So my transmission shaft might really be the "ticket " then. No strain from the transmission and 4 th main
Mike Huebner made a ductile iron crank using the sure mike as a model. Most he made with a 1-3/8 journal. Two were made with 1-1/4 journals. One of the smaller cranks failed because a bronze front main cap let go. The other cranks are still running. One thing he did was he had the cranks nitrided. Nitriding puts a 15,000 psi compressive stress in the surface. The cranks has to be straightened a touch and journals polished after nitriding. With the nitriding whatever the max tensile stress was it is now 15,000 psi less. Rolling filets puts compressive stresses in the surface. There has never been a fatigue failure due to compressive stress. A built in compressive stress lowers the max tensile stress and improves fatigue life, sometimes dramatically.
You can check the hardness and spark test it to determine the type of steel, then using data for that steel draw it back a little more and gain some toughness.
Here's another brand very similar to a sure-mike from a past thread.
The engine I and my farther built in HS has a Sure Mike in it. The "Old Timer" who did the machine work checked and everything was fine.....the pan never got any time on a pan straightening jig. The engine has been in storage for 38 years and I hope to do the pan over the winter and get it ready to run. I do remember that when I had it and the flywheel and drums balanced that the crank was so close to spot on that the only metal removed was from one throw and was done with a couple of passes with a hand file.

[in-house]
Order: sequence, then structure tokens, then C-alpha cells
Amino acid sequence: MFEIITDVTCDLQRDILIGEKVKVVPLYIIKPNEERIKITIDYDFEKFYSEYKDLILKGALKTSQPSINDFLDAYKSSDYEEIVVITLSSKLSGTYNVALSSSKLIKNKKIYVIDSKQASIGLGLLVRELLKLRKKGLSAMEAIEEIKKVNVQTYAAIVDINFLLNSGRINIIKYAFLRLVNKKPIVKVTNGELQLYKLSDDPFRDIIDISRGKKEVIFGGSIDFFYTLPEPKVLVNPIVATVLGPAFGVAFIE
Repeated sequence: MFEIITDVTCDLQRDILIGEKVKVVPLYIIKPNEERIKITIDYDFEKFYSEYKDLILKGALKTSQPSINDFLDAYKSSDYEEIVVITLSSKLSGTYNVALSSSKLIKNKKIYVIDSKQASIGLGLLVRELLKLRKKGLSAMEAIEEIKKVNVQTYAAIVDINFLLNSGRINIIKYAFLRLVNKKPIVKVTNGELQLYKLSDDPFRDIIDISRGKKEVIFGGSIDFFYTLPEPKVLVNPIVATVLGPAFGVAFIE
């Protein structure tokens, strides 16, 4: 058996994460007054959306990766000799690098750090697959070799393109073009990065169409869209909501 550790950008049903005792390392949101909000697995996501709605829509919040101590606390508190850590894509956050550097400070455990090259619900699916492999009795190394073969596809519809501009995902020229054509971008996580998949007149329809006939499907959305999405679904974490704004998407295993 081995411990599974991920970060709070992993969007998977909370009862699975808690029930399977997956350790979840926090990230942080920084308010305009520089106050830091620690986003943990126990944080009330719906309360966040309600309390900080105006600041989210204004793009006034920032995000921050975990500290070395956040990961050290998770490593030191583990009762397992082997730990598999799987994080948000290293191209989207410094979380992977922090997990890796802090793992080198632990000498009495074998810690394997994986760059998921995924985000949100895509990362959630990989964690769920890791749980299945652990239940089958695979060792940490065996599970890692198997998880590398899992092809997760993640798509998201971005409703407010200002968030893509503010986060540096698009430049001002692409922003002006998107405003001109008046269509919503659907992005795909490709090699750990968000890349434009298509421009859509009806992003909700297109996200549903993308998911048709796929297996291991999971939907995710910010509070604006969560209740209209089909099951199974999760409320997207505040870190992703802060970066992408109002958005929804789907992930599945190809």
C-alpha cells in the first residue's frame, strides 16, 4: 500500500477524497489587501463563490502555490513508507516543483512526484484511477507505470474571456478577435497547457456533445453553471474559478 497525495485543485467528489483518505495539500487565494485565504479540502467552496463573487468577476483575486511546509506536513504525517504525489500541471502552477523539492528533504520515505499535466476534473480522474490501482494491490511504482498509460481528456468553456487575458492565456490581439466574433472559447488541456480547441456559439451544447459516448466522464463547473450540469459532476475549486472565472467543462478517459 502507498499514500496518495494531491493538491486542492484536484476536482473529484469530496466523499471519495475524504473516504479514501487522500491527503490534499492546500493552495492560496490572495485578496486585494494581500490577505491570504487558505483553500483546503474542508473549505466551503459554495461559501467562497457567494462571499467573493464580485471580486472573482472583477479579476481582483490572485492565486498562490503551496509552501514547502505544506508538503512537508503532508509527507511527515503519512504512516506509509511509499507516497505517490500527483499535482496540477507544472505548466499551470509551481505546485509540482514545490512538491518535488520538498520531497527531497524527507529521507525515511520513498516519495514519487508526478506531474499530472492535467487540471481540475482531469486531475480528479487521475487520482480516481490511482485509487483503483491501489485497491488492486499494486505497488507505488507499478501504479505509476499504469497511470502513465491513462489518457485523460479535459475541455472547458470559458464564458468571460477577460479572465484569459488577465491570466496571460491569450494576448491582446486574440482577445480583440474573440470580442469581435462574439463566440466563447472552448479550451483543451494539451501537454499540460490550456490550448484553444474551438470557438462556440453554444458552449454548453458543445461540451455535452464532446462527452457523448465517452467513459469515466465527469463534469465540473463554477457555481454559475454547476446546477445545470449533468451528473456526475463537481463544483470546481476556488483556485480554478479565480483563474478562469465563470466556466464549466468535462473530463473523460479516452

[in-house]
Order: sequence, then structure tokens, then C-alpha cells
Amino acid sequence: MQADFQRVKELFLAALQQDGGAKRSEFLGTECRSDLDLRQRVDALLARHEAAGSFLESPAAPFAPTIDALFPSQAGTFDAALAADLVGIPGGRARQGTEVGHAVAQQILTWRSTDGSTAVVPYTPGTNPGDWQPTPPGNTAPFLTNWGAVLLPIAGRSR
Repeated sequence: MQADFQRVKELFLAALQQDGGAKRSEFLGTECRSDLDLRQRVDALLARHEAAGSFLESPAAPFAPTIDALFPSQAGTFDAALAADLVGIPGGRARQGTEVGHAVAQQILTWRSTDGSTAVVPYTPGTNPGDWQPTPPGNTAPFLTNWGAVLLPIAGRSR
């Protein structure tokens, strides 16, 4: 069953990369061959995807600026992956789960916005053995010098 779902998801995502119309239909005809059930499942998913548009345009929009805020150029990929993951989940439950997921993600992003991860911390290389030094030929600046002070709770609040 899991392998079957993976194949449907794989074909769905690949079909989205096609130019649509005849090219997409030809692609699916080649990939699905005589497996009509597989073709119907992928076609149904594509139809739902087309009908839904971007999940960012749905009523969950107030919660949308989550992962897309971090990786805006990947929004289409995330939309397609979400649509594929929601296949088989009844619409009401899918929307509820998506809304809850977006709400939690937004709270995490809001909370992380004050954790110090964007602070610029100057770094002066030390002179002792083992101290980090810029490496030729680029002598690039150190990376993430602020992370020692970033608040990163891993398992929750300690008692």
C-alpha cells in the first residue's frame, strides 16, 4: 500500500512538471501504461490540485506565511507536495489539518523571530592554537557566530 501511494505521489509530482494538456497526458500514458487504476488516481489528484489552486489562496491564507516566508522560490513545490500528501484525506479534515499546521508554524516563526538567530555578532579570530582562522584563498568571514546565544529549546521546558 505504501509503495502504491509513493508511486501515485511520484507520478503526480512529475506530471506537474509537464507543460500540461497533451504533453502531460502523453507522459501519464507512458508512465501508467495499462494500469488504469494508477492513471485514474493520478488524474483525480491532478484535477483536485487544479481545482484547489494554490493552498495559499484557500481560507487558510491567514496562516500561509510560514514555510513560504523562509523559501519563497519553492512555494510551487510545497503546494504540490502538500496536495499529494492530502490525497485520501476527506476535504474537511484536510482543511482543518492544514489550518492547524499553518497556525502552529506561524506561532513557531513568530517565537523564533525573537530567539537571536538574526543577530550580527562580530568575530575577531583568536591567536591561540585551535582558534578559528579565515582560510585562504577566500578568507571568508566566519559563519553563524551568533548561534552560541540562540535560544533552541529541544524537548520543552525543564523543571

interesting idea about getting it nitrided. I can very reasonably get it gas nitrided locally at the same place that does my transmission shafts. I might just take it over to a friend and get the hardness checked anyway.
I heard they are in the habit to break
But I run two of them over the years with no troubles
I have one in a heavy 26 four door sedan with Stipe .280 cam, Prus head, Model B intake and carb, and Ruxtell axle. No problems, but I suspect most Suremike cranks broke because the buyers in their day, bought them, thinking they could push their engines more. A basically stock T engine (even with a few add ons), usually doesn't do well with high RPM's and Jack Rabbit starts.